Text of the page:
A variety of new player cards offer exciting deck-building options, featuring new and familiar faces. Frodo Baggins is beginning to feel restless in the Shire while the Beorning Beekeepers offer their assistance to anyone willing to help drive the troublesome Trolls away. A Long-beard Mapmaker discovers a hidden Dúnedain Warning that just might help the heroes avoid defeat.

Conflict at the Carrock focuses on the lumbering Trolls terrorizing the Beornings, and while facing them in combat is fearful enough, Sacked! cards will endanger your heroes at every turn. Muck Adders will snap at your heels while you try to navigate the difficult locations surrounding the Carrock.

This is not a stand-alone deck. A copy of The Lord of the Rings: The Core Set is required to play.

Keep a weather eye out for the next Adventure pack, coming soon: A Journey to Rhosgobel. Preorder now so you don’t miss out!

Guest Video Review: Cosmic Encounter

Cosmic EncounterCosmic Encounter is a bona-fide classic in the boardgaming world, and after several companies releasing it since the mid-70s, Fantasy Flight’s is universally recognised as the definitive version.

If you’ve never played this fantastic, fun, incredibly sociable game you’re really missing out. Drakkenstrike’s comprehensive video is the perfect way to find out all about this classic. Many thanks again to Drakkenstrike for his video reviews!

Remember there are two expansions to the base game available: Cosmic Incursion and Cosmic Conflict.

What’s Hot: Black Gold

Black GoldThe year is 1922 and the Texas Oil Boom is in full swing. Prepare to head West, surveying the Permian Basin for profitable gushers and gaining more wealth than your fellow prospectors. Are you part of a burgeoning oil family fixed on becoming a dynasty, or a shrewd yankee, tired of watching southerners making their fortune? Whatever your reasons, join the race to become the wealthiest son of a gun in West Texas.

Black Gold is a board game of drilling and discovery for 2-5 prospectors, and play can last from 1-2 hours. Competitors attempt to claim the best wells, bid wisely against their neighbors, and sell their oil at the highest price in order to finish the game with the most money when the Oil Baron’s train reaches the last track.

To secure wealth, players explore the terrain of the modular map tiles for oil wells, and survey and build their derricks. Map tiles are double-sized and modular, ensuring a unique experience every time. Money is made if a player can transport his oil to one of three oil companies, and win the right to sell at auction. The Oil Baron’s train moves nearer every turn, counting down the rounds of the game; all the while it begs you and your fellow prospectors to ask the question: am I making enough money?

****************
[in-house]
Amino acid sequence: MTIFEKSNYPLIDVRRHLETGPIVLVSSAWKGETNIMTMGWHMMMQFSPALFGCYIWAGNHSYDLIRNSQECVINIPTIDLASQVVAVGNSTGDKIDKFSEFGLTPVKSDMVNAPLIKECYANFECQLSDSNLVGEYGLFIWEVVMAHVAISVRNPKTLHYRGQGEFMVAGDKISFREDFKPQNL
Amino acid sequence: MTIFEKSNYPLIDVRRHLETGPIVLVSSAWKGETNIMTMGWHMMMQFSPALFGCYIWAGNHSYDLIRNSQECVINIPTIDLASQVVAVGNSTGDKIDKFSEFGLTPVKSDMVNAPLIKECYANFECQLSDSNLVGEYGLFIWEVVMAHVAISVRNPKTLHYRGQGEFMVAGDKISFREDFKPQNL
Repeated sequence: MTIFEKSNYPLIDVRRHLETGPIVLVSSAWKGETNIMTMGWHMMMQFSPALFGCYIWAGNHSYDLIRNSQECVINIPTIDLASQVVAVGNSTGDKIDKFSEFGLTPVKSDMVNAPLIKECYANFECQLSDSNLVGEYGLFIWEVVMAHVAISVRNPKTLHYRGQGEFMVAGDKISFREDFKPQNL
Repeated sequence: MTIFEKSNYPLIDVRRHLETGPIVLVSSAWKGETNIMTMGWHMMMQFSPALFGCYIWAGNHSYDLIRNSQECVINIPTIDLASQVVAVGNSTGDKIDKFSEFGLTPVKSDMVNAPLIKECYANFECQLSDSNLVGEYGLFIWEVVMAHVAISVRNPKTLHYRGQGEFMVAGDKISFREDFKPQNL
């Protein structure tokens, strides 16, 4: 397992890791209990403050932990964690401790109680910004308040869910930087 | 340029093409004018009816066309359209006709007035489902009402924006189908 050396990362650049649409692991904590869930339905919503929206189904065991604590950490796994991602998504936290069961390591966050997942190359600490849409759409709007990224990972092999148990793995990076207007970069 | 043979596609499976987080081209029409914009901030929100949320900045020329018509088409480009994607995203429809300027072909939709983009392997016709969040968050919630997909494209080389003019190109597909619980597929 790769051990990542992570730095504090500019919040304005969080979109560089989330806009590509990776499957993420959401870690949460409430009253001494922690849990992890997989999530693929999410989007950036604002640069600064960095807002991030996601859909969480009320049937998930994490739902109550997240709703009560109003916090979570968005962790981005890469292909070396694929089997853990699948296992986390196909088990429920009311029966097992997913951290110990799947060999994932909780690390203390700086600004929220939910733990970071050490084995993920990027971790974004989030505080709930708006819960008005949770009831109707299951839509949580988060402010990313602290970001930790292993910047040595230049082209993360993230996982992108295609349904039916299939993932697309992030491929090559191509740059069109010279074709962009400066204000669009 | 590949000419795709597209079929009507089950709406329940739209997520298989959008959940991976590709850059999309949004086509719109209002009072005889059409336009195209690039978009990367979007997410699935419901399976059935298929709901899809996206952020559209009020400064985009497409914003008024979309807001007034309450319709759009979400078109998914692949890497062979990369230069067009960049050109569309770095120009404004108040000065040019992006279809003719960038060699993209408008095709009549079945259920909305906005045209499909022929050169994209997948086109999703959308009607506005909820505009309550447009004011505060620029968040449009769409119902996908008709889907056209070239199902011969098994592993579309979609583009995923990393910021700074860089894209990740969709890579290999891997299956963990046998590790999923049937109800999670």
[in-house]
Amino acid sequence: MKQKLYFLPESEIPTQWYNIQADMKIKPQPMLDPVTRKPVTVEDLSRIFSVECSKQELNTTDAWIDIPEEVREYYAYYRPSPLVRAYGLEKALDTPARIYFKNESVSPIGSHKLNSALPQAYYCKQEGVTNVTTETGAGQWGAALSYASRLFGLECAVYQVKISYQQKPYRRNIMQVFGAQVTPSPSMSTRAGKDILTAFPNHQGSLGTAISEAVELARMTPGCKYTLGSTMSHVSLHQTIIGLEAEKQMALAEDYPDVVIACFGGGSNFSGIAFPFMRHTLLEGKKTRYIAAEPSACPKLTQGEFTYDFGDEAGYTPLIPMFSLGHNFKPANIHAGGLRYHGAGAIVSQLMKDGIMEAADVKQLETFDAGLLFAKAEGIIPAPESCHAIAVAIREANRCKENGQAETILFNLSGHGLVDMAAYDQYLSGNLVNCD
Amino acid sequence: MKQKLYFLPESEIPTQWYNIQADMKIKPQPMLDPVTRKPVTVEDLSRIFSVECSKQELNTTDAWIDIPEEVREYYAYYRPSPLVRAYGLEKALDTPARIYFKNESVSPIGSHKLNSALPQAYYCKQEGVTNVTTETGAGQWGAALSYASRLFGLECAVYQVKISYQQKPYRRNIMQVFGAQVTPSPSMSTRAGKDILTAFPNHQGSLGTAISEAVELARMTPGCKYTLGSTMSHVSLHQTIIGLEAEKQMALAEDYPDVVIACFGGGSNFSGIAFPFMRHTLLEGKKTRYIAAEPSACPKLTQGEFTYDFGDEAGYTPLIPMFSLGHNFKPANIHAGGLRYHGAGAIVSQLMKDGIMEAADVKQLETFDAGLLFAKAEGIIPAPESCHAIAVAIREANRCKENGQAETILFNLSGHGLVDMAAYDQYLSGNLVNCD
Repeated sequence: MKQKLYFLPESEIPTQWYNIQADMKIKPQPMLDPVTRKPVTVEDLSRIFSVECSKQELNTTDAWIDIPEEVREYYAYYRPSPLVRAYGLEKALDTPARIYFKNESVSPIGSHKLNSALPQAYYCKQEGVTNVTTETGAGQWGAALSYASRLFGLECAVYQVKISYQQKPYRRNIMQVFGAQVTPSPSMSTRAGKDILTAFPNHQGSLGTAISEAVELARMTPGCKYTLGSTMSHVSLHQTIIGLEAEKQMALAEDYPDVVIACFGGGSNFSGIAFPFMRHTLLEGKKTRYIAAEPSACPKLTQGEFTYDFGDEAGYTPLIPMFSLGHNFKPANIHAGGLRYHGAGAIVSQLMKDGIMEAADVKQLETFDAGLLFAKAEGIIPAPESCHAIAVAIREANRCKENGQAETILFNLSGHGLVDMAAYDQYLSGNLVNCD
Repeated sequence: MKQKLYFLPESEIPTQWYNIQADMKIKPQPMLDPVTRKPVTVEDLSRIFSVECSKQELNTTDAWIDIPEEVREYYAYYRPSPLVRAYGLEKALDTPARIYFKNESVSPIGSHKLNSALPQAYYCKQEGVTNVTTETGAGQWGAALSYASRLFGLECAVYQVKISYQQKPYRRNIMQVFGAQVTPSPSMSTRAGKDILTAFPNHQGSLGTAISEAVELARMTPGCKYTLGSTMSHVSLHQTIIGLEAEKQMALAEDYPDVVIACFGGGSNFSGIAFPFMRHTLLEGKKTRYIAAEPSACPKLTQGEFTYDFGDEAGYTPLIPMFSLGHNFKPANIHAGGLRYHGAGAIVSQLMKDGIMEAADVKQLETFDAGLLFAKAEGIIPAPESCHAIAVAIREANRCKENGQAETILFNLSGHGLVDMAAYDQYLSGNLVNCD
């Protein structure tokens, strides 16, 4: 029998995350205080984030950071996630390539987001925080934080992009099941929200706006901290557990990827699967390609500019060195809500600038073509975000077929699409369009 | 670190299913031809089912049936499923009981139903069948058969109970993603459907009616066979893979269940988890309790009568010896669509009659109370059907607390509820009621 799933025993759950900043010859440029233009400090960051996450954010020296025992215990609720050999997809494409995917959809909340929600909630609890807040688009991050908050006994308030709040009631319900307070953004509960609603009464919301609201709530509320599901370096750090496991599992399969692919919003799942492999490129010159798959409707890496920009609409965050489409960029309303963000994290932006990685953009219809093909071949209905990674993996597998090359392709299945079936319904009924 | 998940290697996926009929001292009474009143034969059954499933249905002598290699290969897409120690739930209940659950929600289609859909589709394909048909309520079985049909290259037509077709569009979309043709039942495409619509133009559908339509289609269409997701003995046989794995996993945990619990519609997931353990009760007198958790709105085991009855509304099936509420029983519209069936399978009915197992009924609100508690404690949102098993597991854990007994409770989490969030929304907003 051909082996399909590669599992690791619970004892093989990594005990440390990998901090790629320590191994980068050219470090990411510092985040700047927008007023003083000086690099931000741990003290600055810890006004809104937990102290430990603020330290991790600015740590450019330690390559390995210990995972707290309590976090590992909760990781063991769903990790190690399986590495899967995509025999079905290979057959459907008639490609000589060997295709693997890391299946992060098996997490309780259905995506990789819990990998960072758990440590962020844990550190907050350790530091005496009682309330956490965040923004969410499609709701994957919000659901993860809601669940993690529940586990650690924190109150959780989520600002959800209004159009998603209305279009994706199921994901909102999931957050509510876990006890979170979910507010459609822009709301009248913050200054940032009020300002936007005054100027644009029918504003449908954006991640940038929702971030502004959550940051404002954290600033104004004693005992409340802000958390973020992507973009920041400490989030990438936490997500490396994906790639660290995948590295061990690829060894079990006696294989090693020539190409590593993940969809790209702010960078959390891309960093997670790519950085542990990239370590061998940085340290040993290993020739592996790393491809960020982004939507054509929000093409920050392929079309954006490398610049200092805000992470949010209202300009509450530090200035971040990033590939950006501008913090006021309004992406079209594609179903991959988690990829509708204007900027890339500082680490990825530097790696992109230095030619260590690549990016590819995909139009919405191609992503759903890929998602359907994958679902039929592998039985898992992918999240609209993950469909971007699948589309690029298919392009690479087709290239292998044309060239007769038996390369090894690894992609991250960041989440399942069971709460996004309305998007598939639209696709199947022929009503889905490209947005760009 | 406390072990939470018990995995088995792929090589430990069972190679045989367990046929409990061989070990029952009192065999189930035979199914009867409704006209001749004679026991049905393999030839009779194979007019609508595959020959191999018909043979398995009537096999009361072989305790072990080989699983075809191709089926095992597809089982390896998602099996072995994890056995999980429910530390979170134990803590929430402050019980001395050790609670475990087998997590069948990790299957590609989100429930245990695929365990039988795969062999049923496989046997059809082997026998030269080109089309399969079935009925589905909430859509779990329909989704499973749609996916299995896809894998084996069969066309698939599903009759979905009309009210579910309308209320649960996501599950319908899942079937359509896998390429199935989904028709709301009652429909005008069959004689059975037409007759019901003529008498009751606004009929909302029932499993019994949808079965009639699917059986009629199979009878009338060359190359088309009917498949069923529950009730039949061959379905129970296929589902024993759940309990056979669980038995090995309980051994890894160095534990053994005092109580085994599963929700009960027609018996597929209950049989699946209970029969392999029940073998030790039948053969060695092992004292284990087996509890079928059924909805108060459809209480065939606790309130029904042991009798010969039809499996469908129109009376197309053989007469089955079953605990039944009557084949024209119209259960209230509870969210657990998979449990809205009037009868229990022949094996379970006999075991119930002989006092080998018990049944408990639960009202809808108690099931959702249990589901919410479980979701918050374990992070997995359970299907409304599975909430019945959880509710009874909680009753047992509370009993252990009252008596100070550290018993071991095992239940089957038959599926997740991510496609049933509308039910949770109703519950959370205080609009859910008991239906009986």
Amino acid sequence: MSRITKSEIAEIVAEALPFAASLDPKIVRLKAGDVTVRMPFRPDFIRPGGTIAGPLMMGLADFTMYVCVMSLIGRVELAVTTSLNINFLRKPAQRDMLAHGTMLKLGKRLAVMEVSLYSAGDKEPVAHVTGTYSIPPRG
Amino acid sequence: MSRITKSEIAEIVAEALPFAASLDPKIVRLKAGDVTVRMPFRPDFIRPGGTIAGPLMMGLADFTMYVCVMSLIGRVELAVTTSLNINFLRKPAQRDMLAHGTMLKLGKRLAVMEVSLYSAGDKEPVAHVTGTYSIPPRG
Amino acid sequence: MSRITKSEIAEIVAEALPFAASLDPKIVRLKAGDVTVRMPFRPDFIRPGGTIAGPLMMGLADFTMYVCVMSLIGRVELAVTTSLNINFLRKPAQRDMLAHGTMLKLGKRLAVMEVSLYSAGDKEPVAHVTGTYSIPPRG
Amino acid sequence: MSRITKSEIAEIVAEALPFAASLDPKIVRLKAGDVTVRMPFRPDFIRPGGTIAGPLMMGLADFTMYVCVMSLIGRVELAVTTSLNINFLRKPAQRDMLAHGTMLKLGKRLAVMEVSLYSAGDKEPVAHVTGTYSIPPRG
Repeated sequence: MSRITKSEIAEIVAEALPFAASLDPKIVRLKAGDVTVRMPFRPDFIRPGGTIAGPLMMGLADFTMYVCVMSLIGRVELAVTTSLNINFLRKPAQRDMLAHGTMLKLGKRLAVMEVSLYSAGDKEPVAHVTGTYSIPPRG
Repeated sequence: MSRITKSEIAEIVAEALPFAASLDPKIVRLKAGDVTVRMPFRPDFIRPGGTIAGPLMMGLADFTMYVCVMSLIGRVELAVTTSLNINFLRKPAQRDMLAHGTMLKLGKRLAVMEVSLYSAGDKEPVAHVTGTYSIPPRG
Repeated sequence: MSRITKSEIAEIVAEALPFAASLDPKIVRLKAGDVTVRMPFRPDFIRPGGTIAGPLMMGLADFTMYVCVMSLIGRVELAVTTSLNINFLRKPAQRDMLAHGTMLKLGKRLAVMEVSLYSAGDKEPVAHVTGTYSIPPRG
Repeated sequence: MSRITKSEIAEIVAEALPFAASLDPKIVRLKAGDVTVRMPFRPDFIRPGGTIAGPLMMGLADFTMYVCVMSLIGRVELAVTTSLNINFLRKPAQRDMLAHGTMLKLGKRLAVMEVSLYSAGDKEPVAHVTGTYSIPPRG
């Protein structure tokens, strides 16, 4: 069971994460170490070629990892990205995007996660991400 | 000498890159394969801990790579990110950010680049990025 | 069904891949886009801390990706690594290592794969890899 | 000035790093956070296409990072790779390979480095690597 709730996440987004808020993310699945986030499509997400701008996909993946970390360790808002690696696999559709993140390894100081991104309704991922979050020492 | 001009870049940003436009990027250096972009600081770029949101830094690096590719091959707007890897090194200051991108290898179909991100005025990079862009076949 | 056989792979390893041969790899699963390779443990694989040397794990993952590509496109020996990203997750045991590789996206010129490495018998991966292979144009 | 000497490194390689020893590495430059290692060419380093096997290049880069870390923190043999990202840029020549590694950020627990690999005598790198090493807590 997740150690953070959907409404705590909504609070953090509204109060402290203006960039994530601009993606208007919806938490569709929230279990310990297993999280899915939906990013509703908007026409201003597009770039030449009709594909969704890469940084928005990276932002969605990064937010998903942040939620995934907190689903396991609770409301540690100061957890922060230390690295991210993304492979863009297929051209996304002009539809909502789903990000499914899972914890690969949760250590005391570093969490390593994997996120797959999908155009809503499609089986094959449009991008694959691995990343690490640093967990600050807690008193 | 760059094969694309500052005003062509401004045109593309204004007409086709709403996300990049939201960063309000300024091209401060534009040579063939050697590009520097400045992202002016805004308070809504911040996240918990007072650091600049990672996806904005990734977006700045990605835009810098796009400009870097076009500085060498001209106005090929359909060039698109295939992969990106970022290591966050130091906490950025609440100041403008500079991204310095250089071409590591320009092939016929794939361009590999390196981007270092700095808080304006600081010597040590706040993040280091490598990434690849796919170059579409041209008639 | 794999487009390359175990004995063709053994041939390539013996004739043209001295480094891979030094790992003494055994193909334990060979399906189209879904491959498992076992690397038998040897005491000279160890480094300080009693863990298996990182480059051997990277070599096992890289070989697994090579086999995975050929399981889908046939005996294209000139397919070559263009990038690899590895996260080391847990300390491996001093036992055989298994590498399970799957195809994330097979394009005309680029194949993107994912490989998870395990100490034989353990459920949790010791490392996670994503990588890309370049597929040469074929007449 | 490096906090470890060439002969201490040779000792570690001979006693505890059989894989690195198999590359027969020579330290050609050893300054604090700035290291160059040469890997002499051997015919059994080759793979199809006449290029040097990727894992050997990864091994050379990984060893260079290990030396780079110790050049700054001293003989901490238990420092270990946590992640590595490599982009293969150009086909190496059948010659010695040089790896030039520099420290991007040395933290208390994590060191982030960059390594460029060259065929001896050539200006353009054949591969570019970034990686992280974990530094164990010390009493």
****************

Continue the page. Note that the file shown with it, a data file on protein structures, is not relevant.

The landscape of the Texas Oil business can be fickle and lonely as it is arid. Players can strategize against their opponents, and upset their play through special actions. During auctions players can even lie about the value of their Sales Licenses in order to force their neighbors to bid more! But careful, you future tycoons; if you’re caught bluffing, you’re penalized.

Although Black Gold is a satisfying bidding game, it is also an exciting contest of strategy and exploration. Every game variable can offer an advantage or variation in play each round. The round’s starting player has the first choice for powerful Action cards, which dictate his options for that round. Subsequent prospectors can be savvy and alter their exploration based on other players’ surveying, or the last player could choose to sell his oil at a different company than his neighbors and find an easier auction at which to bid.

Black Gold is easy to learn, but offers an abundance of intriguing gameplay choices; and the game also gives players optional rules that can shorten or extend game play, increase the challenge, give experienced players a handicap, or even reduce the randomness of well distribution. With all of these options players will discover that Black Gold is a new experience every time, even offering unique variation depending on player number, map tile setup, and well placement.

Are your fingers itching to make your fortune? When the Oil Baron arrives will you be ridin’ high? Prepare to get your hands dirty as you survey the barren landscape in search of Black Gold!

Black Gold

GenCon 2011 Roundup

GenCon 2011

GenCon Indianapolis, the largest and most well-known gaming convention in the US, has just closed for another year after four days of the latest and greatest in role-playing games, miniatures wargames, board games, live action role-playing games, collectible card games, non-collectible card games, and strategy games.